I came across this great interview with Fritz Lang when I was um… doing some research… (procrastinating wildly)… for my presentation on Wednesday about Fritz Lang’s first talkie – “M”.
This documentary is one of the special features on the “ultimate edition” dvd of M, that I bought last year in Berlin during my visit to the Film Museum there in Potsdamer Platz (highly recommended!).
There are no subtitles on this so it’s only any good if you can understand German. But if you can, you’re sure to find Mr. Lang’s sparkling anecdotes fascinating. At one stage he gets up from his chair to physically relive his memories of the time he was summoned to Hitler. It makes my heart glad to see that he was as cool a cucumber as one would come to expect from his filmography. As someone commented on youtube “Fritz Lang war schon eine coole Sau.”
Since 1951, more than 40,000 travelers, poets and writers have slept among the books at Shakespeare and Company. In exchange for their bed George, , asks them to write a short autobiography.
An enchanting documentary (“Portrait of a Bookstore as an Old Man” by Benjamin Sutherland and Gonzague Pichelin with Sycamore Films) about the Shakespeare & Co bookstore in Paris, run by 92 year old George Whitman. Found via Growabrain.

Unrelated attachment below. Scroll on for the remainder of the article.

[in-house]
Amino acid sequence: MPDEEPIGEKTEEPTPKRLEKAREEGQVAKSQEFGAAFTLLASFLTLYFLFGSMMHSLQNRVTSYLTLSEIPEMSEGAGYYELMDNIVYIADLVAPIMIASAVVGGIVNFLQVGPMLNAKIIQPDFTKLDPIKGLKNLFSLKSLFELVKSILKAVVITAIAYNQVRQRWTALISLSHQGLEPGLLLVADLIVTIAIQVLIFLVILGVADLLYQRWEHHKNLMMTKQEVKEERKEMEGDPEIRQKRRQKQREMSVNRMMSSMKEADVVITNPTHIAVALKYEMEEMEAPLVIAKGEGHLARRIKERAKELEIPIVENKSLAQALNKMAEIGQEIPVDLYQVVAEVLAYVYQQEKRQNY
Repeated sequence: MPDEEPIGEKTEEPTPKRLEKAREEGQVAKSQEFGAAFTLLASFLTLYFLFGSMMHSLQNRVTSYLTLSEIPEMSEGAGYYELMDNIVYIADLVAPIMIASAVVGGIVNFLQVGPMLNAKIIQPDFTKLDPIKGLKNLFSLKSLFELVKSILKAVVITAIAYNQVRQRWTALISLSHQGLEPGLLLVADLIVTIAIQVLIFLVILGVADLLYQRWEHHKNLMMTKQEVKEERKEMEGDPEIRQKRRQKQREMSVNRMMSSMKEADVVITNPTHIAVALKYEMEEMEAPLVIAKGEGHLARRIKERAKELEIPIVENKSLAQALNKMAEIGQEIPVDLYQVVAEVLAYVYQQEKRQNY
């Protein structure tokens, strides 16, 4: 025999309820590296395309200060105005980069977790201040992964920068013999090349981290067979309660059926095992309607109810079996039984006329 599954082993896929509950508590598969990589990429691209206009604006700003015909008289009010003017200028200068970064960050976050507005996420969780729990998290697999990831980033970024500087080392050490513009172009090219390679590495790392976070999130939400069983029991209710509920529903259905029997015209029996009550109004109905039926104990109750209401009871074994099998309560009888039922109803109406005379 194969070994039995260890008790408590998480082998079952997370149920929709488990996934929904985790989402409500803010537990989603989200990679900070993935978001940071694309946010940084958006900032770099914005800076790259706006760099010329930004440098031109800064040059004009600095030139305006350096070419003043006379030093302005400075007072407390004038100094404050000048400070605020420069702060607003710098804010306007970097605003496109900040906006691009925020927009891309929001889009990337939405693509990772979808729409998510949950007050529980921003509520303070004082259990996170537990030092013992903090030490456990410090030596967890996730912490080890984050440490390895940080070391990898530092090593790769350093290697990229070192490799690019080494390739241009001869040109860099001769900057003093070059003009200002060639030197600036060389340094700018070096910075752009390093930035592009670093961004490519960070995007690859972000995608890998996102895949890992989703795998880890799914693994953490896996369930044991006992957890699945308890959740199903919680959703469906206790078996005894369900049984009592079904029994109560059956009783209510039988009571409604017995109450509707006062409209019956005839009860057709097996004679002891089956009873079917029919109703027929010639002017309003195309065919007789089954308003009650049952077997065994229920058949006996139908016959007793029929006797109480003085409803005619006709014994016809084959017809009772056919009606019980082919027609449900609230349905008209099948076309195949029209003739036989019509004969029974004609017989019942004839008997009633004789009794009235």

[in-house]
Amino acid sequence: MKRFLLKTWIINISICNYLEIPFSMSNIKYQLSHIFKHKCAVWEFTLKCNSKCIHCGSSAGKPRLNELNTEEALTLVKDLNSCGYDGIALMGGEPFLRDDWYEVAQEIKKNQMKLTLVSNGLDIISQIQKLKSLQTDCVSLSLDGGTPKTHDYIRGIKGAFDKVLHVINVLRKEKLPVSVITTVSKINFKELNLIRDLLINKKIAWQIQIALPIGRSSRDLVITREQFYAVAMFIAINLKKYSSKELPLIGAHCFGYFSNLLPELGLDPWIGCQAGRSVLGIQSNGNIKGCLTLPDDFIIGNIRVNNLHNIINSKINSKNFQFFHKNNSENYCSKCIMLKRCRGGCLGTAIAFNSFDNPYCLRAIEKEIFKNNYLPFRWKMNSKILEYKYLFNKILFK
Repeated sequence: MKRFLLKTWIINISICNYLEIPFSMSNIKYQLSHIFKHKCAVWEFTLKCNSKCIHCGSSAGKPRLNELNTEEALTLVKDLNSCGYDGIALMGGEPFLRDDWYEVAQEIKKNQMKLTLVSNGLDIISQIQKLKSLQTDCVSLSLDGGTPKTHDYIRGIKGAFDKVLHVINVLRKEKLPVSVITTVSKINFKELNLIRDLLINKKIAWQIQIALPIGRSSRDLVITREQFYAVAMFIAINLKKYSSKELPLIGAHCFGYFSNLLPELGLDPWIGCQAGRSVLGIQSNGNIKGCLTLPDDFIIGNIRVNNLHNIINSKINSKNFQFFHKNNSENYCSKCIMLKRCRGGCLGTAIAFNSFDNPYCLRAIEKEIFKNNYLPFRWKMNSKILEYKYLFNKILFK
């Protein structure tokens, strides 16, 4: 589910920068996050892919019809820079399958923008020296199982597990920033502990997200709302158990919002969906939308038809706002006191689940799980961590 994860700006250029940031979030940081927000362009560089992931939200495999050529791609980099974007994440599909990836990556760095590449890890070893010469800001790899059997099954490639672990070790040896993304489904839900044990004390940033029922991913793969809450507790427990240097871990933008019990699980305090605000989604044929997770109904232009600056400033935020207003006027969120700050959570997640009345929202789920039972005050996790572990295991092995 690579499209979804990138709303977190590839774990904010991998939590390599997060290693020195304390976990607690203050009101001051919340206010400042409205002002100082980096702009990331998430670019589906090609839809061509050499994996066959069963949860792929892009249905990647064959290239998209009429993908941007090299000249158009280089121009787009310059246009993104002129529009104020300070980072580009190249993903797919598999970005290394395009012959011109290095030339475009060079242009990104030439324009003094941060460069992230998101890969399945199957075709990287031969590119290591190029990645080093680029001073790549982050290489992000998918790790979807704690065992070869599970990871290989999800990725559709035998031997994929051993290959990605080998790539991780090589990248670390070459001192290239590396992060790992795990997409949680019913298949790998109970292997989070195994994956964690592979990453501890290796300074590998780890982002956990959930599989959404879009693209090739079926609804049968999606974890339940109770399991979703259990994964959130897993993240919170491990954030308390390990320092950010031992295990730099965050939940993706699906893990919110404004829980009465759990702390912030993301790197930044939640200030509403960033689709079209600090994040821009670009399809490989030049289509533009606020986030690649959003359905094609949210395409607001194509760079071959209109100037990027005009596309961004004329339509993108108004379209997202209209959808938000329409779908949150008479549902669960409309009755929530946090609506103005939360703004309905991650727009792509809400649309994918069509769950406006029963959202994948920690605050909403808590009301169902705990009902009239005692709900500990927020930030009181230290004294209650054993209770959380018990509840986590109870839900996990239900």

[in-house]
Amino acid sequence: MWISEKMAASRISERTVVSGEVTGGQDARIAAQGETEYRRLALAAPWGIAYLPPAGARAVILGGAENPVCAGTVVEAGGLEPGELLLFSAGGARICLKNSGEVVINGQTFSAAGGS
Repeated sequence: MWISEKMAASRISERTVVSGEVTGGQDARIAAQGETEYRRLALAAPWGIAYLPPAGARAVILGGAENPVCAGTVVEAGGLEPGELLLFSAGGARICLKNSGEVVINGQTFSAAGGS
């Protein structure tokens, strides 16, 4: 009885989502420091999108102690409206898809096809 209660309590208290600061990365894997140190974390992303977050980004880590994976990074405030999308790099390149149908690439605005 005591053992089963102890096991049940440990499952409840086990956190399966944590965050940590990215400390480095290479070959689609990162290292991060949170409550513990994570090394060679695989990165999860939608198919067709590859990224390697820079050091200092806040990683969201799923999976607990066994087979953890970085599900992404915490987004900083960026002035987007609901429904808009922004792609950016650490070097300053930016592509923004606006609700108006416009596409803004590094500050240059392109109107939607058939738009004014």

The first part of Stephen Fry’s newest BBC documentary (more below).
Here’s a roundup of Stephen Fry stuff that’s caught my attention today. But before I go on, might I add that I don’t go trawling the web for Fry News every day – today it all just fell in my lap, starting with an invitation to join a group called “The Trinity College Dublin Alliance to Attract the Presence of Stephen J. Fry”. Stephen is apparently a big fan of Oscar Wilde, who studied at Trinity College.
Firstly, Stephen is dabbling with podcasts (he’s apparently quite a technosavvy gentleman). Except “podcast” isn’t quite classy enough for Mr. Fry: You can catch his third (and latest) Podgramhere and check out the rest here if that tickles your fancy.
Also worth checking out is his official blog. Here’s a great quote from an article he wrote for the guardian concerning the poll to find the “greatest living Englishman”:
Who is the greatest living Englishman? It would be hard to argue against the merits of Tim Berners-Lee, the sole begetter and inventor of the world wide web, an organism whose initials, www, have (in some languages, including our own) three times more syllables than the phrase they’re abbreviating, which is perhaps the only flaw in Berners-Lee’s grand design.
Lastly, via Kottke, you can catch his latest BBC documentary, The Machine That Made Us, online. In the documentary Stephen sets out to investigate how and under what circumstances the Gutenberg press came into being and to create a working replica of the original press. It’s available for free on BBC’s iPlayer, if you’re located in the UK. Otherwise, it’s also on youtube (but probably not for long!). The first clip is above. You can probably find the rest of the clips yourselves – you must be really smart if you’re reading my blog.